The duty and benefit of remembering the past is taught in a most impressive way in the Bible. Its whole structure is historical; and, it professes to trace an unbroken line of family history from the first Adamite to the beginning of the Christian era; ending in Him who is “the same yesterday, today, and for ever.” Its deepest and greatest lessons are bound up with the lives, the examples, the prayers, and the spiritual experiences of men who loved and feared God thousands of years ago. What could make up for the loss, if we could forget the faith of Abraham, the Laws of Moses, and the Psalms of David? The lives of these and other spiritual heroes are but links in the history of a great spiritual and racial community – the “Ecclesia” (called out) or the Church of God. The gospel is history. Our Savior wanted us to remember history when he said, “Do this (eating together) in remembrance of me.”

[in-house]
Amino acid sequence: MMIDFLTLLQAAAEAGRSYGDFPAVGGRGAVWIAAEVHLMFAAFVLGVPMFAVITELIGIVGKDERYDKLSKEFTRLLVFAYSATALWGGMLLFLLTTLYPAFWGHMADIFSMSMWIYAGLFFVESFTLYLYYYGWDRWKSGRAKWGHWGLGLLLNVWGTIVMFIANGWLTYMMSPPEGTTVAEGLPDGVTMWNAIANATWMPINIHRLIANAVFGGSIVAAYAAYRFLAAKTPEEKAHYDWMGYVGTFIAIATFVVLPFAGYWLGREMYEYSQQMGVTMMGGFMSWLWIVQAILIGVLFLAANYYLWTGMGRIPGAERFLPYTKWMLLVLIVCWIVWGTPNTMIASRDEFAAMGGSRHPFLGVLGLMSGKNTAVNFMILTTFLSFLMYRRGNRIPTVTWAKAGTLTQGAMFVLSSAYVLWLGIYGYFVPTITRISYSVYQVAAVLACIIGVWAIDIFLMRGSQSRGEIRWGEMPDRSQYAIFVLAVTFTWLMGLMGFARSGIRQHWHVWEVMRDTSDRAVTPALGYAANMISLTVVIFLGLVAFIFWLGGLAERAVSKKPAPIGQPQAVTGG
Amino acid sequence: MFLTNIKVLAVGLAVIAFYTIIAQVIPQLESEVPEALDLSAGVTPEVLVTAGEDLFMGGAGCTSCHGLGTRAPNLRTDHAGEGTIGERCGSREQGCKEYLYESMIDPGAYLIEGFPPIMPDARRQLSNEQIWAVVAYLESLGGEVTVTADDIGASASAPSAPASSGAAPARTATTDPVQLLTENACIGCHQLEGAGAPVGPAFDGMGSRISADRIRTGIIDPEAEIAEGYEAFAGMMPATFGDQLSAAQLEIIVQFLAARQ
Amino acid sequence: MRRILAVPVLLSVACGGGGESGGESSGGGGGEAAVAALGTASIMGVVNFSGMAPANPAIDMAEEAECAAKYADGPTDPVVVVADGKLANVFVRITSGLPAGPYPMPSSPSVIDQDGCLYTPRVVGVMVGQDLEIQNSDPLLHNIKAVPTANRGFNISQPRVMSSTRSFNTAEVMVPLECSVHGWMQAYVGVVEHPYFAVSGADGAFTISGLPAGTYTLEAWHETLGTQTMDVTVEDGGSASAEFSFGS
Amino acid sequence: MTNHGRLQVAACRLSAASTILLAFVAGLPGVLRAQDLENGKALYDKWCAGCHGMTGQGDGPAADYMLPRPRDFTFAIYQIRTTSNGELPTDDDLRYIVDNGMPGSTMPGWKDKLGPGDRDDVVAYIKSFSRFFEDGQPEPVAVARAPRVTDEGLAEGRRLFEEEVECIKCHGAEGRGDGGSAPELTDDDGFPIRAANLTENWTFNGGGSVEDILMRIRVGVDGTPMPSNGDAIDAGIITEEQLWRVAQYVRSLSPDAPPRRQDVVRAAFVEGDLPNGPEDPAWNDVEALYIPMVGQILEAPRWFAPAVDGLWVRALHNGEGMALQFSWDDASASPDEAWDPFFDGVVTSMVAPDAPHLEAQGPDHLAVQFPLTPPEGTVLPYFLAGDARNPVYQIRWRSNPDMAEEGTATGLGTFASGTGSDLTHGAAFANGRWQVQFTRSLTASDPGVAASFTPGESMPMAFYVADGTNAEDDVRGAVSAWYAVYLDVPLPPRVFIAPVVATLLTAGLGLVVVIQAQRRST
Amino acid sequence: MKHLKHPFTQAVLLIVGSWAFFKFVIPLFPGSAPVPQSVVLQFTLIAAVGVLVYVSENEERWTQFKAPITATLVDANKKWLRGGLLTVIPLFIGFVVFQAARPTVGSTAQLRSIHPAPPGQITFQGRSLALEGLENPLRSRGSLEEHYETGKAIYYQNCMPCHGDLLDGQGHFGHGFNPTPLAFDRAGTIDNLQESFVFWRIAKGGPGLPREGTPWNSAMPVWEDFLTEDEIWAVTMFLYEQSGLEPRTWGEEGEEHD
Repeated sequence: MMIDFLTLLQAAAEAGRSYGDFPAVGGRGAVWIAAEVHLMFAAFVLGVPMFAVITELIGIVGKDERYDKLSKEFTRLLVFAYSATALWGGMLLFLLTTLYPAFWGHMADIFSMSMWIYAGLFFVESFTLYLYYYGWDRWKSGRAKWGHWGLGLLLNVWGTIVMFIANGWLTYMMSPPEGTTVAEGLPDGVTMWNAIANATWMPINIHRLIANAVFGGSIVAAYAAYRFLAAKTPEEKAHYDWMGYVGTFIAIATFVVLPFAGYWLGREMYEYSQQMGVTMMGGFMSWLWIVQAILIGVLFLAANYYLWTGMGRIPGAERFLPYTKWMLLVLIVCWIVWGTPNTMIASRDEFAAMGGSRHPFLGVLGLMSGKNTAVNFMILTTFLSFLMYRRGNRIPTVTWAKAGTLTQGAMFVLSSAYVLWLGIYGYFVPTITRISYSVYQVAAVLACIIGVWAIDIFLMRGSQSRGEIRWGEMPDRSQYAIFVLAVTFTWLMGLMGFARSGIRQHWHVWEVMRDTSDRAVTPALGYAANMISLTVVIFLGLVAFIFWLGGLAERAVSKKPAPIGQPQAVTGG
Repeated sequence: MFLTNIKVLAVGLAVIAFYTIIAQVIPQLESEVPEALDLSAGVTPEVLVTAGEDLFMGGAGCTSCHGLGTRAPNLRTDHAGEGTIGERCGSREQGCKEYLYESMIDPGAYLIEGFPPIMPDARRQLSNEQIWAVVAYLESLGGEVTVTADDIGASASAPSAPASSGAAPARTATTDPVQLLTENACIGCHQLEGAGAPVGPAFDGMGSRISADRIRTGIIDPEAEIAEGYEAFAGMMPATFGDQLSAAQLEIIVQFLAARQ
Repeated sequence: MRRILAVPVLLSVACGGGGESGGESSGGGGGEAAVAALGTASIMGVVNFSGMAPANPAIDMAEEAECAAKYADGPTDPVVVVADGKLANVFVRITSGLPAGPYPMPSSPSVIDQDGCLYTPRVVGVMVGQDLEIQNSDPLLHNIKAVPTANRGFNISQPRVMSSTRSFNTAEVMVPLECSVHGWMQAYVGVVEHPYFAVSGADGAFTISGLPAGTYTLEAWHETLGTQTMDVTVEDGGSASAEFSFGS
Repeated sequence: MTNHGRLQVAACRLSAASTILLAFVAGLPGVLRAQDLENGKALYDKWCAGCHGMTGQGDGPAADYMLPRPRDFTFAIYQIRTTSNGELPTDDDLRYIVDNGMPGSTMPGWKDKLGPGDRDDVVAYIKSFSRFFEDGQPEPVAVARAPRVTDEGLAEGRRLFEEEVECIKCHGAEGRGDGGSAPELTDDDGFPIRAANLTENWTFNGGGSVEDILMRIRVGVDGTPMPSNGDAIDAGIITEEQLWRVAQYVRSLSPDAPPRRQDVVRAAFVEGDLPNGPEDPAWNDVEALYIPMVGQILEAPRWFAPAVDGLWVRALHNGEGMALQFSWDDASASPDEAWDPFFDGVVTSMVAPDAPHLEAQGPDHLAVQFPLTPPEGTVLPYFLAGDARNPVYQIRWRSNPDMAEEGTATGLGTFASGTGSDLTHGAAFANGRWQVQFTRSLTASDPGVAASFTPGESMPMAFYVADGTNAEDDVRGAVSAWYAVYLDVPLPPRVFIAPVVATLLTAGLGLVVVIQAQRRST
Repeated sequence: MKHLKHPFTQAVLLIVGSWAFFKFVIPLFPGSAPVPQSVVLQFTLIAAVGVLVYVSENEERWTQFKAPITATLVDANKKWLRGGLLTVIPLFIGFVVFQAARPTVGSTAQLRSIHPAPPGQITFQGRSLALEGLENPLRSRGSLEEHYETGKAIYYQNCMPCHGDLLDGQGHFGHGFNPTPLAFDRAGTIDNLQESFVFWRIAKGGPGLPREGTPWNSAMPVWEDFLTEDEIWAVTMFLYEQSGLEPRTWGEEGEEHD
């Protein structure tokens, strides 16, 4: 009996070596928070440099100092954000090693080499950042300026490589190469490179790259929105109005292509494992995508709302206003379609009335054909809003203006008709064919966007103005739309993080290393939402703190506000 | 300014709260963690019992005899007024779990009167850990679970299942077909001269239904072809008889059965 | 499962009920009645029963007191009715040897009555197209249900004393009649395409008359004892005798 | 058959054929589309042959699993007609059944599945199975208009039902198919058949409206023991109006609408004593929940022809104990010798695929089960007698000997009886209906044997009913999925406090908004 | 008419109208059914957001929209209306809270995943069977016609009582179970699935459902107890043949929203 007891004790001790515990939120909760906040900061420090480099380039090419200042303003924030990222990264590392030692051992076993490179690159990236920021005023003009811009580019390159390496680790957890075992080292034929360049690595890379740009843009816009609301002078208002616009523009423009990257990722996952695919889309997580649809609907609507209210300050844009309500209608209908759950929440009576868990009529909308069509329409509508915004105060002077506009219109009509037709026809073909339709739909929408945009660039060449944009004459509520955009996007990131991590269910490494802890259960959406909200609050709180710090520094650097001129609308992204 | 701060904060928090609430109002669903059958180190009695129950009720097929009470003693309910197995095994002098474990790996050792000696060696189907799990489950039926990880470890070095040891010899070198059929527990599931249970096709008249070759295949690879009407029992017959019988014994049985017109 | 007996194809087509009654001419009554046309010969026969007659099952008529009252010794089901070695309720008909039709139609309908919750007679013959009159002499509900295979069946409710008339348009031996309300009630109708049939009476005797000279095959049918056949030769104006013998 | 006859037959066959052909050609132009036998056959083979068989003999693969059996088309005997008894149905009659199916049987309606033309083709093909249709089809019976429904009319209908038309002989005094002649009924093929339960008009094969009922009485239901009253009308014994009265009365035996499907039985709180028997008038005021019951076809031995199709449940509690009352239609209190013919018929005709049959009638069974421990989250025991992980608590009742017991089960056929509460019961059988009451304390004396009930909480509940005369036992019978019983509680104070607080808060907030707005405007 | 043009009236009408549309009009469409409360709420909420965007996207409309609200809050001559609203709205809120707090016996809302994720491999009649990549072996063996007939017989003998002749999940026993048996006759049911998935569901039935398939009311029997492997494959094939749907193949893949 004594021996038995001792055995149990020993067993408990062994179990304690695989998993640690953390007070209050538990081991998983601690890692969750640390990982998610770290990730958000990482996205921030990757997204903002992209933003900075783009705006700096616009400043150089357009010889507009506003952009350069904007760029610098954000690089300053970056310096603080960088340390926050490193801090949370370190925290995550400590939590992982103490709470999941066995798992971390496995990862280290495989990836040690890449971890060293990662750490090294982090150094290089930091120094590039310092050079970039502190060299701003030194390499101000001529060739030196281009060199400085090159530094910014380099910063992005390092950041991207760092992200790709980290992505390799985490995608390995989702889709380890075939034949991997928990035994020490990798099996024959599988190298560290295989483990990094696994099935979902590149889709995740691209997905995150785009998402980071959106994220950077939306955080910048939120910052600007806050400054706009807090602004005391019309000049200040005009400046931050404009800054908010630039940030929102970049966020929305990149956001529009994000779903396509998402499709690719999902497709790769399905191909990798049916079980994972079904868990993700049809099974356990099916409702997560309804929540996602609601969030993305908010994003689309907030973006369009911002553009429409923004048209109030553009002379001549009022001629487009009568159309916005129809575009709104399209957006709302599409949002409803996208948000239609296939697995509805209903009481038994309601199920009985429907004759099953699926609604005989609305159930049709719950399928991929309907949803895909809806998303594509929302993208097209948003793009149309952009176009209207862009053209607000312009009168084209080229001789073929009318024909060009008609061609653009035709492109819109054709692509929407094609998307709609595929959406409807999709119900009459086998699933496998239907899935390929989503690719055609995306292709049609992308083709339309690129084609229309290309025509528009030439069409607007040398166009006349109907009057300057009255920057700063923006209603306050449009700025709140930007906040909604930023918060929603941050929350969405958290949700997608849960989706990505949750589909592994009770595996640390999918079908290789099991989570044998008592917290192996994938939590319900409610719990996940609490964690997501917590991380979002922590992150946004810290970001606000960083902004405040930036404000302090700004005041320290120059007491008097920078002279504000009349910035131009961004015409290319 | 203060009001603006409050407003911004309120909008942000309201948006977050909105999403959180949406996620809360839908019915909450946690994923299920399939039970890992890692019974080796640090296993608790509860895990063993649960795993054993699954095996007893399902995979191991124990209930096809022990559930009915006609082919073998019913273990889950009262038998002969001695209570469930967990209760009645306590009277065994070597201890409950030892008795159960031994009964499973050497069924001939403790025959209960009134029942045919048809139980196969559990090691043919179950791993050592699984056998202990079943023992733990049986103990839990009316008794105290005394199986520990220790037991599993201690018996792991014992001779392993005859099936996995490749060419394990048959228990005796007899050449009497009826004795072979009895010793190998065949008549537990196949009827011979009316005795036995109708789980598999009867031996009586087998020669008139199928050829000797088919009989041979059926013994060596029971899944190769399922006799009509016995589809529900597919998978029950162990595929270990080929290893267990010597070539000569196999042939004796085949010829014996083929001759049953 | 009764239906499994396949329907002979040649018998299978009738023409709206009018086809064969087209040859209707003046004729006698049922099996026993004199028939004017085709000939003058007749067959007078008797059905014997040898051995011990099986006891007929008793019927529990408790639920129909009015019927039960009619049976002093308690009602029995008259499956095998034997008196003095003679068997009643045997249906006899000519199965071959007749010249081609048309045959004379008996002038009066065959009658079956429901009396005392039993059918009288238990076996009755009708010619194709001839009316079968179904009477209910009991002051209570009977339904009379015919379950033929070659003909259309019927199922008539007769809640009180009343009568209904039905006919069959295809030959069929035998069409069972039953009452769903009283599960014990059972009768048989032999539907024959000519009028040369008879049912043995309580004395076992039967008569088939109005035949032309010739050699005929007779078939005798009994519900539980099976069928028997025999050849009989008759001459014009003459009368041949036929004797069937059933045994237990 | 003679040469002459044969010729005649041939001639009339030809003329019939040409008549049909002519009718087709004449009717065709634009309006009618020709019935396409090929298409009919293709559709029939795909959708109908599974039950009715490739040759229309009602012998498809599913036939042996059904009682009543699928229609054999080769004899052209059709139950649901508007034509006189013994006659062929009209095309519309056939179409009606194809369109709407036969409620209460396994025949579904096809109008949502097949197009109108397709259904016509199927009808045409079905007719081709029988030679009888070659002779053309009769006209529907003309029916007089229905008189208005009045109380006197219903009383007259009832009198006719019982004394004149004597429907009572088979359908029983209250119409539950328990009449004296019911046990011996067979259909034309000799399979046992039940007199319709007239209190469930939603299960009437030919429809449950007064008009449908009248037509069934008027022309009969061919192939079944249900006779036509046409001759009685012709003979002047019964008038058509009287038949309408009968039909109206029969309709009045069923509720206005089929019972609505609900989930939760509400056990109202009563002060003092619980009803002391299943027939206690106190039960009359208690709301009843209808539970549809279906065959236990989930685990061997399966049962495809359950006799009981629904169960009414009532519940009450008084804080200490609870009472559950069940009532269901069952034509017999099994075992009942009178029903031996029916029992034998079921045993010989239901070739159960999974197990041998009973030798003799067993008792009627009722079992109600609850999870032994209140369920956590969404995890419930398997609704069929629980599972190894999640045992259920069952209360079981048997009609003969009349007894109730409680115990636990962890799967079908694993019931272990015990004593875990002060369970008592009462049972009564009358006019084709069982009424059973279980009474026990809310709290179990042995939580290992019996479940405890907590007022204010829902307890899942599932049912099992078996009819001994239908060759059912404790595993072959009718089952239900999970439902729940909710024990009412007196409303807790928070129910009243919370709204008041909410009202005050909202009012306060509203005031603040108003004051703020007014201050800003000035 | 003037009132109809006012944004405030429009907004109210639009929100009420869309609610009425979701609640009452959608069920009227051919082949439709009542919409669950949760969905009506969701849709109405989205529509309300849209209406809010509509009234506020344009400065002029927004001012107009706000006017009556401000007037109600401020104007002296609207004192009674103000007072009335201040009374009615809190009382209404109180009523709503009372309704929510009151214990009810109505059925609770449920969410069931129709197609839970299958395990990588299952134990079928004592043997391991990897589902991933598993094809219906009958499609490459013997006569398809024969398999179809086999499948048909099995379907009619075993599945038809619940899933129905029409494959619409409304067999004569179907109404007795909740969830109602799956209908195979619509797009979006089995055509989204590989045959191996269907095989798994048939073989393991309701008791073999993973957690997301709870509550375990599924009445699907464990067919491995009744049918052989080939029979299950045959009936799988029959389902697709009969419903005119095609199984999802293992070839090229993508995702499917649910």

If we were to forget the past, it would leave us ignorant of God’s dealings with His people. What do you think that would do for our faith? The great law of God’s creation, providence, and grace is that the present grows out of the past, and is the root and seed of the future. Remembering gives us hope which makes our faith grow.
What do we owe to the evangelists of the four Gospels; to Paul and the other apostles for their Epistles; to the translators of the Scriptures; to the reformers, preachers, sacred poets, and writers? Ungrateful forgetfulness and the consequent undervaluing of the past is one of the great faults and dangers of our age. Men’s eyes tend toward the future. What is old is set down as antiquated and obsolete. In the great strides of technology and progress of our day, we are apt to forget what our ancestors did. If language, institutions, art, science, and industry, had to make a fresh start with each generation, life would never rise above a primitive state.